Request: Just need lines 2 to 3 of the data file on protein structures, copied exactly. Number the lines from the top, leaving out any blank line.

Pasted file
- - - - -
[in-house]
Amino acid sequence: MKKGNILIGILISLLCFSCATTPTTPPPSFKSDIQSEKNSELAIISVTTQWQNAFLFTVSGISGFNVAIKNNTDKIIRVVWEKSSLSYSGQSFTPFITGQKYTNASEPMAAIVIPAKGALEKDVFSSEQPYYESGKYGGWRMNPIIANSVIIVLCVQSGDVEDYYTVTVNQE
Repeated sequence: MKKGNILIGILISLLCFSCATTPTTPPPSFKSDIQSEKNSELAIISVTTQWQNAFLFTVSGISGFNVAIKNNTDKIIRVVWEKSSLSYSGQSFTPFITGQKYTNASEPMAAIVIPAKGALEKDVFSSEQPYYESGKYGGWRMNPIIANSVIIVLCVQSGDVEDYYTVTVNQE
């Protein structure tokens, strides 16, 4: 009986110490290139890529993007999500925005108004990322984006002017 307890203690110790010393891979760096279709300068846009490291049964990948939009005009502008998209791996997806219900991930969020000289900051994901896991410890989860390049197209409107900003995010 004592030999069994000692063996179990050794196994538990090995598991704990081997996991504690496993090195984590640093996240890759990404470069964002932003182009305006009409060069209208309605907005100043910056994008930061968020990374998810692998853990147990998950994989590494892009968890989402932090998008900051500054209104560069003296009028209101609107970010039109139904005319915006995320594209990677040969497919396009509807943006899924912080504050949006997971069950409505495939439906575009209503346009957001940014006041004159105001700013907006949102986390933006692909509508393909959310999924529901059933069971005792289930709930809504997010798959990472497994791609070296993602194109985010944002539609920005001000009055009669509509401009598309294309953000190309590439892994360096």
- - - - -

Amino acid sequence: MKKGNILIGILISLLCFSCATTPTTPPPSFKSDIQSEKNSELAIISVTTQWQNAFLFTVSGISGFNVAIKNNTDKIIRVVWEKSSLSYSGQSFTPFITGQKYTNASEPMAAIVIPAKGALEKDVFSSEQPYYESGKYGGWRMNPIIANSVIIVLCVQSGDVEDYYTVTVNQE
Repeated sequence: MKKGNILIGILISLLCFSCATTPTTPPPSFKSDIQSEKNSELAIISVTTQWQNAFLFTVSGISGFNVAIKNNTDKIIRVVWEKSSLSYSGQSFTPFITGQKYTNASEPMAAIVIPAKGALEKDVFSSEQPYYESGKYGGWRMNPIIANSVIIVLCVQSGDVEDYYTVTVNQE